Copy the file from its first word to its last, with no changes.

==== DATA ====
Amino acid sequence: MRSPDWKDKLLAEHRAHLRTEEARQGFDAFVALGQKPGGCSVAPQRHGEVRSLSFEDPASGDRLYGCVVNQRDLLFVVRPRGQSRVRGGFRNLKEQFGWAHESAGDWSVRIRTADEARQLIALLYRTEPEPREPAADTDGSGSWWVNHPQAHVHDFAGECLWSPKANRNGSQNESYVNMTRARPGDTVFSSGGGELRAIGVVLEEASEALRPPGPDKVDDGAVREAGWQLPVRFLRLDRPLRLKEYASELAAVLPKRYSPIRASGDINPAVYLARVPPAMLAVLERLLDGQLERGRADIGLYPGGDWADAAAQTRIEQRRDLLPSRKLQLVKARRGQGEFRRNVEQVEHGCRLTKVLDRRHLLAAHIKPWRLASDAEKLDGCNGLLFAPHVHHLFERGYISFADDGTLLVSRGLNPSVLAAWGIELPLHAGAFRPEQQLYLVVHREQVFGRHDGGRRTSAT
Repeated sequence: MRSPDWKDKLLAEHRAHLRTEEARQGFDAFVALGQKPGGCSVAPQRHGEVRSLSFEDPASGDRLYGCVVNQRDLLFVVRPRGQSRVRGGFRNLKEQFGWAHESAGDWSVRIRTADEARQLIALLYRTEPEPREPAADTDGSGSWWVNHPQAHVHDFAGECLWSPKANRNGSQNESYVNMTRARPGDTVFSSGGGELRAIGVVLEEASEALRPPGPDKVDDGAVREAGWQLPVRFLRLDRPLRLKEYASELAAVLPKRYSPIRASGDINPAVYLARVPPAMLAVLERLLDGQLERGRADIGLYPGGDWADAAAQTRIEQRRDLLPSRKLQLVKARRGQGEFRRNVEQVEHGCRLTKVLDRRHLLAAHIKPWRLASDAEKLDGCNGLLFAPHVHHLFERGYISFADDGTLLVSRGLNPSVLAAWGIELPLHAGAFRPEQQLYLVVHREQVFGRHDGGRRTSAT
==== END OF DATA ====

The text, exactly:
Amino acid sequence: MRSPDWKDKLLAEHRAHLRTEEARQGFDAFVALGQKPGGCSVAPQRHGEVRSLSFEDPASGDRLYGCVVNQRDLLFVVRPRGQSRVRGGFRNLKEQFGWAHESAGDWSVRIRTADEARQLIALLYRTEPEPREPAADTDGSGSWWVNHPQAHVHDFAGECLWSPKANRNGSQNESYVNMTRARPGDTVFSSGGGELRAIGVVLEEASEALRPPGPDKVDDGAVREAGWQLPVRFLRLDRPLRLKEYASELAAVLPKRYSPIRASGDINPAVYLARVPPAMLAVLERLLDGQLERGRADIGLYPGGDWADAAAQTRIEQRRDLLPSRKLQLVKARRGQGEFRRNVEQVEHGCRLTKVLDRRHLLAAHIKPWRLASDAEKLDGCNGLLFAPHVHHLFERGYISFADDGTLLVSRGLNPSVLAAWGIELPLHAGAFRPEQQLYLVVHREQVFGRHDGGRRTSAT
Repeated sequence: MRSPDWKDKLLAEHRAHLRTEEARQGFDAFVALGQKPGGCSVAPQRHGEVRSLSFEDPASGDRLYGCVVNQRDLLFVVRPRGQSRVRGGFRNLKEQFGWAHESAGDWSVRIRTADEARQLIALLYRTEPEPREPAADTDGSGSWWVNHPQAHVHDFAGECLWSPKANRNGSQNESYVNMTRARPGDTVFSSGGGELRAIGVVLEEASEALRPPGPDKVDDGAVREAGWQLPVRFLRLDRPLRLKEYASELAAVLPKRYSPIRASGDINPAVYLARVPPAMLAVLERLLDGQLERGRADIGLYPGGDWADAAAQTRIEQRRDLLPSRKLQLVKARRGQGEFRRNVEQVEHGCRLTKVLDRRHLLAAHIKPWRLASDAEKLDGCNGLLFAPHVHHLFERGYISFADDGTLLVSRGLNPSVLAAWGIELPLHAGAFRPEQQLYLVVHREQVFGRHDGGRRTSAT